Weight Loss Linked to Worse Outcomes in Parkinson’s Patients, Study Shows

Weight Loss Linked to Worse Outcomes in Parkinson’s Patients, Study Shows

Weight loss in Parkinson’s disease patients increases the risks for dementia and dependency care, and reduces patients’ life expectancy, according to a new study.

These findings suggest that monitoring weight and timely dietary interventions to counteract weight loss may significantly improve the outcome of Parkinson’s disease patients.

The study, “Early weight loss in parkinsonism predicts poor outcomes: Evidence from an incident cohort study,” was published in the journal Neurology.

Researchers at the University of Aberdeen in Scotland followed 515 participants – 187 with Parkinson’s disease, 88 with the so-called atypical parkinsonism, and 240 controls – for a median of five years. During this period they registered patients’ weight and evaluated how weight variations influenced disease outcomes.

Individuals with atypical parkinsonism are characterized by some of the signs and symptoms of Parkinson’s disease – such as tremor, slowness, and walking problems – without having a Parkinson’s disease diagnosis.

“Weight loss is a common problem in Parkinson’s but it wasn’t clear before we did this how common it was, mainly because of biases in previous studies, or what the consequences were of weight loss. Our hypothesis was that people who are losing weight were going to have adverse outcomes,” Dr. Angus Macleod, the study’s lead author, said in a press release.

The results showed that patients with Parkinson’s disease and parkinsonism have, from early on, lower body weights compared to those without the disease, or controls. Further analysis also showed that weight loss occurring within one year of diagnosis was associated with a higher risk of dependency (patients are no longer able to perform daily activities), dementia, and death.

“Our finding that those who lose weight have poorer outcomes is important because reversing weight loss may therefore improve outcomes,” Macleod said. “Therefore, it is vital that further research investigate whether e.g. high calorie diets will improve outcomes in people with Parkinson’s who lose weight.”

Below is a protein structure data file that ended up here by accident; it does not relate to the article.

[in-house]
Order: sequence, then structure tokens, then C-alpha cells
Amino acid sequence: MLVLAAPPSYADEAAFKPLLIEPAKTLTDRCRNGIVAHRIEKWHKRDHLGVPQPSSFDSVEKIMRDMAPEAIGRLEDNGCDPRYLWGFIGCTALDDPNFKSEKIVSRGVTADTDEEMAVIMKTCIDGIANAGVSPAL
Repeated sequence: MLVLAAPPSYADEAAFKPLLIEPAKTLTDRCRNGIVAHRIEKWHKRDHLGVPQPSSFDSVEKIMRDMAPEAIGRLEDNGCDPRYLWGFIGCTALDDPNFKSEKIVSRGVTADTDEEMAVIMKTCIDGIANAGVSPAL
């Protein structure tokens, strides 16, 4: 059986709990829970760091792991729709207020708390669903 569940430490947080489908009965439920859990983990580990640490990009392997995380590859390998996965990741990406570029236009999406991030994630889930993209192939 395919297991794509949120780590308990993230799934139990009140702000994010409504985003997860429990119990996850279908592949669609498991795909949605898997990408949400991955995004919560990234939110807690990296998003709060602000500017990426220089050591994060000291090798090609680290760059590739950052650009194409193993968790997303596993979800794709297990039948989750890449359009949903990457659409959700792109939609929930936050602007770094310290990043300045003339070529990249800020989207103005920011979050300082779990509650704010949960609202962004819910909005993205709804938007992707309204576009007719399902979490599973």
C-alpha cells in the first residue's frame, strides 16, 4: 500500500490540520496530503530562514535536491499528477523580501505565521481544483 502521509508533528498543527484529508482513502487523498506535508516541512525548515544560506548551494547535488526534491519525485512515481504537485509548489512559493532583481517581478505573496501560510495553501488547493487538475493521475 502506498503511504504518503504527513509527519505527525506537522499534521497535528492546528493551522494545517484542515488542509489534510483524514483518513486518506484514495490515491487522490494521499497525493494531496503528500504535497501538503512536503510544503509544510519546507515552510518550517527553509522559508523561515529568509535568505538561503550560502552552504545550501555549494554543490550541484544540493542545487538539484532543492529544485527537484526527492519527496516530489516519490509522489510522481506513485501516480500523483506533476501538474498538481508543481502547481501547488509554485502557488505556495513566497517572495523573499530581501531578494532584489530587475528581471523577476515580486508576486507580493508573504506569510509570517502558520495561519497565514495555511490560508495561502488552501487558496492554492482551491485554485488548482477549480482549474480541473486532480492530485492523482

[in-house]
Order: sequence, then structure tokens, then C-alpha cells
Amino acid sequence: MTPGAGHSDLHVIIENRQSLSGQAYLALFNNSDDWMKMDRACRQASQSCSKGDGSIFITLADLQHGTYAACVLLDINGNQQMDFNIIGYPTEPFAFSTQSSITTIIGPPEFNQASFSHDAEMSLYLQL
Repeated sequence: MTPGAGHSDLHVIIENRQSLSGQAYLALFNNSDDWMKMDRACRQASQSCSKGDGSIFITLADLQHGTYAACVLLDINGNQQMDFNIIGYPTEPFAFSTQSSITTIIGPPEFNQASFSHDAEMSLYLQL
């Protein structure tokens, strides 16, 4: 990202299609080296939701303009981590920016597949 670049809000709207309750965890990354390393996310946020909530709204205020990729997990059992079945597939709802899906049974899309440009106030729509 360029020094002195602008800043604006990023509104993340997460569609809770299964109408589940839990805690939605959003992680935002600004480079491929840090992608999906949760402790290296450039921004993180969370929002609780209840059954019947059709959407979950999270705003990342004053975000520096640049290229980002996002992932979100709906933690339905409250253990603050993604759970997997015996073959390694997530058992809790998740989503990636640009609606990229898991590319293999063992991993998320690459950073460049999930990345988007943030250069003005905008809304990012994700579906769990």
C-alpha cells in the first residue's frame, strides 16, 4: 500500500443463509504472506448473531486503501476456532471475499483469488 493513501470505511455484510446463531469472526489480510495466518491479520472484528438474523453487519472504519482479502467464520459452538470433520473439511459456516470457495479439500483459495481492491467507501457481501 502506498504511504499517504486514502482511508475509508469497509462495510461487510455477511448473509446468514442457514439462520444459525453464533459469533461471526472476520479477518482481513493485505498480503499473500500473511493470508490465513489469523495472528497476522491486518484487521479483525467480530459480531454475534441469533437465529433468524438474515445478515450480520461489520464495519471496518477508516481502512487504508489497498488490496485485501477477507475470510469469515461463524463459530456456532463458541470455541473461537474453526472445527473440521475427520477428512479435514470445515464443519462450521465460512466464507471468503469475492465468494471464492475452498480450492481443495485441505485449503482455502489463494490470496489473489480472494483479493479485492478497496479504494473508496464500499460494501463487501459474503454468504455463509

“While other studies have demonstrated that weight loss is common in Parkinson’s, this is the first to consider the impact this symptom may have,” said Prof. David Dexter, deputy director of research at Parkinson’s UK, a charity that contributed funding for the research.

“It has yet to be determined whether this quicker progression can be corrected by supplementation with a high calorie diet, however this could be a key potential development,” Dexter added.

Patricia holds a Ph.D. in Cell Biology from University Nova de Lisboa, and has served as an author on several research projects and fellowships, as well as major grant applications for European Agencies. She has also served as a PhD student research assistant at the Department of Microbiology & Immunology, Columbia University, New York.
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Patricia holds a Ph.D. in Cell Biology from University Nova de Lisboa, and has served as an author on several research projects and fellowships, as well as major grant applications for European Agencies. She has also served as a PhD student research assistant at the Department of Microbiology & Immunology, Columbia University, New York.
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5 comments

  1. Laura Mahony says:

    Is it possible that the cause of the weight loss is the reason for poorer outcomes, rather than the actual weight loss? Why do some people lose weight and others don’t. Have lewy bodies in the gut been investigated as a possible cause of weight loss? I fail to see how gaining weight lost due to Parkinson’s Disease can improve outcomes.

  2. Mark Turley says:

    I lost 18 pounds this year while changing diet only minimally. strange. now it appears pd may have been involved. leg and arm muscles lost a lot. my gym rat son is helping me.

  3. Anna1060 says:

    I’m 81, female, with mild symptoms that were confirmed after a DaT scan. I went from 137 lbs to 122 lbs within ten months of the diagnosis. I didn’t even notice the drop until it was time to get into cold weather clothes. Off to a nutritionist and now, 20 months into Parkinson’s, I’ve stabilized at 130, thanks to butter, cream cheese, chocolate, and bigger helpings of almost everything else. Only time will tell whether my weight loss was a combination of Dx aftershock and normal aging, or whether I’ve drawn a bad card that no amount of gorging will correct.

  4. Penny H says:

    My spouse who is female lost incredible amount of weight in just 2 years after being diagnosed with PD. It was muscle mass more than fat because she wasn’t fat to begin with. Doctors did many tests but found nothing that would cause this loss, except PD. She is physically active and swims. Her muscles are more developed but still skin hangs on her. She is 6’1” and was about 185 pounds. Now she is 145. She looks terrible and I am concerned. She eats ok but not enough to offset her weight loss and activity.

  5. Elizabeth Williams says:

    My husband has had Parkinson’s for 10 years, he is taking Eligard injection for prostate cancer. In April he weighed 155lb and now he is 145. Should I be concerned? Could it be the Eligard?

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